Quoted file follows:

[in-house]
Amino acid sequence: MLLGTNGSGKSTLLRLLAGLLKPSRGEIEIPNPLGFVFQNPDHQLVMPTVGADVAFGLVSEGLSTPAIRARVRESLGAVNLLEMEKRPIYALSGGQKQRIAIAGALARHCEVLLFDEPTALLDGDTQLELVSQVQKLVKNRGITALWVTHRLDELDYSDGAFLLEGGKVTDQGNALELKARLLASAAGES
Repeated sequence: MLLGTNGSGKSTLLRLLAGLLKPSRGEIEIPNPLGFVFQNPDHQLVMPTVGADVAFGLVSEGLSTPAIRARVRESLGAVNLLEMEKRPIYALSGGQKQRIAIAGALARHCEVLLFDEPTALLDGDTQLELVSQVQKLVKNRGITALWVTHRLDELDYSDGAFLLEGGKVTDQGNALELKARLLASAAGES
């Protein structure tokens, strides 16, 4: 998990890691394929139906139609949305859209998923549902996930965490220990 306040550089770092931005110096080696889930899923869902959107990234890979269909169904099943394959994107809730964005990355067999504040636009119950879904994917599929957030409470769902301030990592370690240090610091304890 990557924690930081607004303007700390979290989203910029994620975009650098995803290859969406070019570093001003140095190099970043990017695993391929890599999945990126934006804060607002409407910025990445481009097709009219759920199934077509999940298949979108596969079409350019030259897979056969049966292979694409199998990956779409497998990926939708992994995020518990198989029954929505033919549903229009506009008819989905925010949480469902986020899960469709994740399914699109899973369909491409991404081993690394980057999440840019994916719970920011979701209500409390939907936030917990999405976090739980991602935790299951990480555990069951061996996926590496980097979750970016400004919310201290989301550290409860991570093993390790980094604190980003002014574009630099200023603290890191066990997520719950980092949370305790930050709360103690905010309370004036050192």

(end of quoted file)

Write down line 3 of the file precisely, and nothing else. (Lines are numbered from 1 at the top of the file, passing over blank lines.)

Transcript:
Repeated sequence: MLLGTNGSGKSTLLRLLAGLLKPSRGEIEIPNPLGFVFQNPDHQLVMPTVGADVAFGLVSEGLSTPAIRARVRESLGAVNLLEMEKRPIYALSGGQKQRIAIAGALARHCEVLLFDEPTALLDGDTQLELVSQVQKLVKNRGITALWVTHRLDELDYSDGAFLLEGGKVTDQGNALELKARLLASAAGES